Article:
San Diego State University will soon see the addition of a larger telescope at its Mount Laguna Observatory. Dedicated in 1968, the Observatory has continued to grow and modernize to enhance the teaching, training, and research missions of the Department of Astronomy. The new telescope will have an aperture of 1.25-meters (50-inches) and is expected to be in operation in a year and a half. It will have a clear field of view of 0.6 degrees (larger than the apparent size of the moon on the sky), and will use a large format detector for digital imaging. The new telescope will collect 56% more light than the largest telescope now in use at MLO and thus be able to study fainter objects.
The telescope will take advantage of the dark skies and steady images found on Mount Laguna, in combination with large blocks of observing time, to exploit the time domain to study phenomena that are transient, require periodic short visits, or require extended periods of observation. Additionally, the telescope will do targeted, follow-up studies of new objects discovered by large survey telescopes coming on-line at other observatories such as PanStarrs (Panoramic Survey Telescope & Rapid Response System) and the LSST (Large Synoptic Survey Telescope). Such targeted studies can only be made from smaller observatories with dedicated facilities.
The primary mirror of the new SDSU telescope will be of a glass-honeycomb design weighing only 300 pounds, which will allow the telescope to slew very rapidly from object to object. Rapid telescope motions are important for studying gamma-ray bursts or responding to other urgent alarms. The new telescope will allow SDSU astronomers to build on their current research programs on variable stars in our Galaxy and its star clusters, searches for planets around other stars, and the searches for novae and supernovae in other galaxies.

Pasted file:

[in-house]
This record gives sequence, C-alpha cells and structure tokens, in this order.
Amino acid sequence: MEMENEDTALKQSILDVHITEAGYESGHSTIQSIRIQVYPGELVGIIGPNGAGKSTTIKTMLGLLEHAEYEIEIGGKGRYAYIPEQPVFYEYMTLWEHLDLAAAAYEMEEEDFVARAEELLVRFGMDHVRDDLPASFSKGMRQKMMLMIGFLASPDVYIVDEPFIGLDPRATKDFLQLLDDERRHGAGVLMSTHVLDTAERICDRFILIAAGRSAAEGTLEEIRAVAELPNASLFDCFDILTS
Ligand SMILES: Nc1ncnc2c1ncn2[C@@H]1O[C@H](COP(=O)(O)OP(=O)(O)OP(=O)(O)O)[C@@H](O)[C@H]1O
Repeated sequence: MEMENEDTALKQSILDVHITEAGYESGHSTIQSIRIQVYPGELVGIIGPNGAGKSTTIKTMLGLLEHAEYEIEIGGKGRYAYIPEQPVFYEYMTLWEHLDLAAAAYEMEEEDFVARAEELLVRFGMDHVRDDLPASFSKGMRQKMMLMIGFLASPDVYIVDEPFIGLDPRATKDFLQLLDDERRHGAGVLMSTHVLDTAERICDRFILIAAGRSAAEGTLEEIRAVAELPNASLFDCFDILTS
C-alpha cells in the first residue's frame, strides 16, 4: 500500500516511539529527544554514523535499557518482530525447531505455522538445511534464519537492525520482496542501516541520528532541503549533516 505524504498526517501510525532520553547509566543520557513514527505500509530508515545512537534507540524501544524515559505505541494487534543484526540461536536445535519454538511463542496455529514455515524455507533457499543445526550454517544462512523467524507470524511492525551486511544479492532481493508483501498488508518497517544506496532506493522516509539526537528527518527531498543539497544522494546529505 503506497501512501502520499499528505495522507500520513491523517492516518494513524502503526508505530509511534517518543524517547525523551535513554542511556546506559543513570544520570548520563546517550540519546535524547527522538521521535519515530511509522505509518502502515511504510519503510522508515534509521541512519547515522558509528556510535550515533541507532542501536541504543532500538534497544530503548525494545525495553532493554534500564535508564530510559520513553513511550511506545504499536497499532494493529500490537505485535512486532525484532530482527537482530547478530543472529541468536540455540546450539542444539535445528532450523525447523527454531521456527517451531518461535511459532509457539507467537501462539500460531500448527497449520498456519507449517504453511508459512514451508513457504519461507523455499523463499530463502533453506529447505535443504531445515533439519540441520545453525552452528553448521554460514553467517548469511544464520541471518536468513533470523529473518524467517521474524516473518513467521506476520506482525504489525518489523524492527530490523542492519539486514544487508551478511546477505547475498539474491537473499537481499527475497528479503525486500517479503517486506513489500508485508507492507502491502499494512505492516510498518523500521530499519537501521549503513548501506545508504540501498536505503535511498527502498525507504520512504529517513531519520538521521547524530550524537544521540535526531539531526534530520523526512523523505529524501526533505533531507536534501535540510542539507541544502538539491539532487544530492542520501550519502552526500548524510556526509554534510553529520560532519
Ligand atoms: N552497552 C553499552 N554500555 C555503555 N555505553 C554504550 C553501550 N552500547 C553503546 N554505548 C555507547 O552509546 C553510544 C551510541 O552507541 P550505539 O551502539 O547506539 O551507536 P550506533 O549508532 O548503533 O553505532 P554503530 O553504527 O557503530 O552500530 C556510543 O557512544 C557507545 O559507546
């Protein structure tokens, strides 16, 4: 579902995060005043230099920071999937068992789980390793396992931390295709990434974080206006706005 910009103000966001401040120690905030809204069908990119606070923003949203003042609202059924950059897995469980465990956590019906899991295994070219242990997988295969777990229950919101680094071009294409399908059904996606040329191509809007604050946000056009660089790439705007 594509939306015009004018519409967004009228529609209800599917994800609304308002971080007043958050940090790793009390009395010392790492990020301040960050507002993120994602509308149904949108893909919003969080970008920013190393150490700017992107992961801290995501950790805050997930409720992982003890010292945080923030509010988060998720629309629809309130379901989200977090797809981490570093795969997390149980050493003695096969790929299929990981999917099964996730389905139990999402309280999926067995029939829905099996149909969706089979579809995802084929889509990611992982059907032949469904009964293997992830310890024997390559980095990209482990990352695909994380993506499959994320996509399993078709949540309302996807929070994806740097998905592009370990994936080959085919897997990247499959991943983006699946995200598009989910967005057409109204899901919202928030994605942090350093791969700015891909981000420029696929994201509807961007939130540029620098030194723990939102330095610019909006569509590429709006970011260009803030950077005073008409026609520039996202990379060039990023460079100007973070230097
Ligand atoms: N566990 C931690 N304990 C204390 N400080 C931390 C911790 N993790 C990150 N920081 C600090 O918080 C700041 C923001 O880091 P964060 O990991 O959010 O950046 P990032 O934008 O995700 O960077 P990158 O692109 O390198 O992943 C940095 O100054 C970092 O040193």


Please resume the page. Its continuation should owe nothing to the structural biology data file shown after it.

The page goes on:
The project builds on a previous test-bed telescope (ULTRA) built by SDSU and the University of Kansas (KU) along with a partner company to evaluate the experimental technology of Carbon-Fiber Reinforce Plastic mirrors. ULTRA ended in the summer of 2008; however, the Observatory retained the enlarged dome, modern telescope mount, and advanced computer control system, all of which will be used to support the new 50-inch telescope. SDSU and KU astronomers will operate this telescope remotely and robotically over the Internet via High-Performance Research and Education Network (HPWREN), which is operated by the University of California at San Diego.
The funding of the new MLO telescope is one bright spot in the otherwise dismal funding situation for higher education in California. The majority of funds came from the estate of SDSU alumnus, Phillips Claud, after whom the telescope will be named. Mr. Claud was a long-time member of the Mount Laguna Observatory Associates and dreamed of a larger telescope for SDSU. Other major donations were provided by the Brenda and Dave Rickey Foundation, the San Diego Foundation, and Justin Rennilson, and royalties from the SDSU Astronomy Department's spin-off company, Astronomical Research Cameras, Inc. Scores of additional private contributions were made by SDSU Alumni and various friends of the Observatory.
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